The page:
Inga Clendinnen

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Inga Clendinnen
Inga Clendinnen 2008 Adelaide Writers' Week.png
Clendinnen at the 2008 Adelaide Writers' Week
Born
Inga Vivienne Jewell

(1934-08-17)17 August 1934
Geelong, Australia
Died8 September 2016(2016-09-08) (aged 82)
AwardsHerbert Eugene Bolton Memorial Prize (1988)
Fellow of the Australian Academy of the Humanities (1992)
New South Wales Premier's General History Prize (1999)
New South Wales Premier's Gleebooks Prize for Critical Writing (2000)
Adelaide Festival Innovation Writing Prize (2002)
Centenary Medal (2003)
Queensland Premier's History Book Award (2004)
New South Wales Premier's Douglas Stewart Prize for Non-Fiction (2004)
Kiriyama Prize for Non-Fiction (2004)
Australian Society of Authors Medal (2005)
Officer of the Order of Australia (2006)
Philip Hodgins Memorial Medal (2007)
Dan David Prize (2016)
Academic background
Alma materUniversity of Melbourne
La Trobe University
Academic work
InstitutionsUniversity of Melbourne (1956–68)
La Trobe University (1969–91)
Main interestsMesoamerica
European contact with indigenous populations

Inga Clendinnen, AO, FAHA (née Jewell; 17 August 1934 – 8 September 2016) was an Australian author, historian, anthropologist, and academic.

Early life and education[edit]

Clendinnen was born in Geelong, Victoria, in 1934.[1] She was the youngest of four children.[2] Her father owned a cabinet-making business and later became a Geelong City Councillor; her mother was a homemaker. Clendinnen graduated from the University of Melbourne in 1955 with a Bachelor of Arts with Honours, followed by a Master of Arts in 1975.[3]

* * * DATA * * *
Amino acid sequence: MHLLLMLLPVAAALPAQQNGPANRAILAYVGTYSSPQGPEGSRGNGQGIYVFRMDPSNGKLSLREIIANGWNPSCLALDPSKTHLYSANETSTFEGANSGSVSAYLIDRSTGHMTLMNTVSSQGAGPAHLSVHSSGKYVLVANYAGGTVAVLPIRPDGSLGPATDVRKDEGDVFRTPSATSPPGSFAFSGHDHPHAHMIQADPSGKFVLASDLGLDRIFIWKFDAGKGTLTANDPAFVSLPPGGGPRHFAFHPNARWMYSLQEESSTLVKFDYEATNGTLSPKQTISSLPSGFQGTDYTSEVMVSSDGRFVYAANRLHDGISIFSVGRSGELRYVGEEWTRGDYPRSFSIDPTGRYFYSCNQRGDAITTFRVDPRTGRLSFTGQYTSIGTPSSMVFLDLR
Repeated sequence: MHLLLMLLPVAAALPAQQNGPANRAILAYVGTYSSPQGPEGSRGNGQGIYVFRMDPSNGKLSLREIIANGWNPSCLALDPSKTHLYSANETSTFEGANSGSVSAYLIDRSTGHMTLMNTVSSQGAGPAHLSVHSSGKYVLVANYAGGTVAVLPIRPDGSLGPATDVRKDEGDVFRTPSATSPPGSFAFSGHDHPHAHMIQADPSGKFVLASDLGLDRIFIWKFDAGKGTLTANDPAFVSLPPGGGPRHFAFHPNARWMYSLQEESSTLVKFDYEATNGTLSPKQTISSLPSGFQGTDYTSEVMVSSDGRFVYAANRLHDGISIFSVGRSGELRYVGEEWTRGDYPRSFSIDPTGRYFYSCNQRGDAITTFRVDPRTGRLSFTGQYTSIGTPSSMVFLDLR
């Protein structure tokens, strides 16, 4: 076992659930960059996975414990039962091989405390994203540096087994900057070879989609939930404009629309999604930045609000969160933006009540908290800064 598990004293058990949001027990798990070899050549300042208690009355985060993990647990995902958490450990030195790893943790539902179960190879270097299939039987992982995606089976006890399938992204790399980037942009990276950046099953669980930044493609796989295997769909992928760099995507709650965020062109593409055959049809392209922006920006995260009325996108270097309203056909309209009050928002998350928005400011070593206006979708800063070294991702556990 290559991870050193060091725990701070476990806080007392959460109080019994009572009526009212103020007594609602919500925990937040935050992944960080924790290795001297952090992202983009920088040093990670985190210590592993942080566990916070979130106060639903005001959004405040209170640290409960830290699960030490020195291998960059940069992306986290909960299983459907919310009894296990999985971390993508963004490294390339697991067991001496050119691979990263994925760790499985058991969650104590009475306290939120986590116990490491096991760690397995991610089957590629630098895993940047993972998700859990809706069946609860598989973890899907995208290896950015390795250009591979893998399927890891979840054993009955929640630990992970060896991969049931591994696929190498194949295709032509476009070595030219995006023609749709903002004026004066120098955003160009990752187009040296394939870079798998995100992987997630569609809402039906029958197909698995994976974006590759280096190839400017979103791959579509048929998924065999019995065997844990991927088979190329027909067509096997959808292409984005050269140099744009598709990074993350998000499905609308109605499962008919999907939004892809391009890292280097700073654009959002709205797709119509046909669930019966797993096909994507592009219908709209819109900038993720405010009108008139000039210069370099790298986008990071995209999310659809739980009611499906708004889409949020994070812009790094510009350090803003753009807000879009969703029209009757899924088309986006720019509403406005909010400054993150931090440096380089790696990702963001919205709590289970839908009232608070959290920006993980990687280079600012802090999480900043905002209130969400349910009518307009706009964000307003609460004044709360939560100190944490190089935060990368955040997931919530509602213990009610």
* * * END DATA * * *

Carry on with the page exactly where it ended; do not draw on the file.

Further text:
Career[edit]

Clendinnen's work focused on social history, and the history of cultural encounters. She was considered an authority on Aztec civilisation and pre-Columbian ritual human sacrifice.[4] She also wrote on the Holocaust, and on first contacts between Indigenous Australians and white explorers.[5]

Clendinnen held the post of senior tutor of History at the University of Melbourne from 1955 to 1968, was a lecturer at La Trobe University from 1969 to 1982, and was then a senior lecturer in History until 1989.[3] Forced to curtail her academic activities after contracting hepatitis in 1991, Clendinnen began working on her memoir, Tiger's Eye, which focused on issues of illness and death. She retained an association with La Trobe University, however, as she was appointed Emeritus Scholar.[3]

In 1999, she was invited to present the 40th annual Boyer Lectures.[6] The ideas presented in these lectures, concerning first contacts in Australia, were later published as True Stories.

In the Australia Day 2006 Honours List, Clendinnen was appointed an Officer of the Order of Australia (AO), with a citation that read:

For service to scholarship as a writer and historian addressing issues of fundamental concern to Australian society and for contributing to shaping public debate on conflicting contemporary issues.[7]

Clendinnen's AO award was noted and a motion paying tribute to her contributions was passed, in the proceedings of the New South Wales State Parliament's Upper House.[8]